Due to the possibility of withdrawal symptoms becoming life-threatening, it is recommended that people seek the help of a medically monitored detox program when attempting to quit.
Can Zoloft Cause A Fatal Overdose?
On its own, Zoloft use is unlikely to lead to a lethal overdose. Overdosing on Zoloft is more likely to occur when a person mixes the medication with other drugs or alcohol.
Some of the most common symptoms of Zoloft overdose include nausea, shakiness, rapid heartbeat, fever, hallucinations, delirium, stupor, and pancreas inflammation.
Seek medical attention immediately if you think someone may have overdosed on prescription drugs.
Read more about what constitutes a lethal dose of Zoloft.
How Zoloft Detox Works
Zoloft detox involves gradually decreasing the level of Zoloft in the body while healthcare professionals monitor withdrawal symptoms.
Symptoms of withdrawal can be reduced or eliminated by gradually tapering the dosage of Zoloft under the guidance of a medical professional.
Zoloft detoxification typically lasts a few days up to a week depending on the overall health of the client.
Learn more about Zoloft detox.
Addiction Treatment Programs For Zoloft Abuse
People addicted to Zoloft or other prescription medications may benefit greatly from receiving treatment at a drug rehab center.
Behavioral health treatment services for Zoloft addiction may include:
- medication-assisted treatment (MAT)
- cognitive behavioral therapy (CBT)
- dialectical behavior therapy (DBT)
- support groups for young adults with major depressive disorder
- dual diagnosis treatment for co-occurring disorders such as panic disorder
- family therapy
- group therapy
- inpatient treatment
- outpatient treatment
- case management and wellness services
- mental health disorder treatment
- aftercare services
- relapse prevention
FAQs For Zoloft Addiction
Below you will find some of the most frequently asked questions regarding Zoloft abuse and treatment.
What Is Zoloft Called When Sold On The Street?
Some of the slang terms for Zoloft include wonder drug, happy pills, bottle smiles, and miracle drug.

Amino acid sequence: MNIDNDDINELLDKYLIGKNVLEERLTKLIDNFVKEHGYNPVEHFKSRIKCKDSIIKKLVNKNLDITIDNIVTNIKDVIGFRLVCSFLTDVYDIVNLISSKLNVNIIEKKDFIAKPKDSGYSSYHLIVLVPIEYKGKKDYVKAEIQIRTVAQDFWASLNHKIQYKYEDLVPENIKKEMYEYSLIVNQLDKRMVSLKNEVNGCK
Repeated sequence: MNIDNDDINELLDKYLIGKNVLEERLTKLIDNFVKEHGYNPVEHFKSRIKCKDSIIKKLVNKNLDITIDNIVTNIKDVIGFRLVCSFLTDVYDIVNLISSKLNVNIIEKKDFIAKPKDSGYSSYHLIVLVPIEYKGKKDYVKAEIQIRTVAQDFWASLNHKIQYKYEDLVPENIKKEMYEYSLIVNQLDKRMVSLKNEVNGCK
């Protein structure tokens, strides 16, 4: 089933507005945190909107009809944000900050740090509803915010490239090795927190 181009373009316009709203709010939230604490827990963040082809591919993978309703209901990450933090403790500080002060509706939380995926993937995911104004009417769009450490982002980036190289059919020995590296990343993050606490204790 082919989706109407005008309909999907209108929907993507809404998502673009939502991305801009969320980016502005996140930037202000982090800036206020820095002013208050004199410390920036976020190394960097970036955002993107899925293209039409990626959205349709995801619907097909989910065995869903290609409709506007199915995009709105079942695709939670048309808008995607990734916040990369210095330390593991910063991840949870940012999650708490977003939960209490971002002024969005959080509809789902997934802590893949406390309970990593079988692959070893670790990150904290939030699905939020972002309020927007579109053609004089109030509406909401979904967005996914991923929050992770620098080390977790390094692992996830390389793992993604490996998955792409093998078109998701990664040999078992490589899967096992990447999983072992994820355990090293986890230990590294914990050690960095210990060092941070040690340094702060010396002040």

How Much Does Zoloft Cost On The Street?
Zoloft tablets can be purchased for as little as one to two dollars per tablet on the street. However, this price can change based on several variables, such as supply and demand.
Learn about the street price of Zoloft.
Is Zoloft A Controlled Substance?
Sertraline has not been designated as a controlled substance by the Drug Enforcement Administration (DEA). This means the drug does not pose a significant danger of abuse or addiction.
Learn more about why Zoloft is not a controlled substance.
Can Zoloft Tolerance Make Your Antidepressant Stop Working?
As with other types of medications, tolerance to the effects of Zoloft may eventually develop. If your depression worsens, you may require a higher dose of Zoloft.
Read more about the effects of Zoloft tolerance.
Find A Substance Abuse Treatment Center Today
Call our helpline today for more information about Zoloft addiction, treatment options, and other useful resources. Our team can help you or your loved one reach long-term recovery.
Addiction Resource aims to provide only the most current, accurate information in regards to addiction and addiction treatment, which means we only reference the most credible sources available.
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- National Institute of Health (NIH) — Selective Serotonin Reuptake Inhibitors
- National Institute of Health (NIH) — Sertraline versus other antidepressive agents for depression
- National Library of Medicine — Sertraline Delays Relapse in Recently Abstinent Cocaine-Dependent Patients with Depressive Symptoms
- Substance Abuse and Mental Health Services Administration (SAMHSA) — Medication-Assisted Treatment (MAT)
- U.S. Food and Drug Administration (FDA) — Sertraline (marketed as Zoloft) Information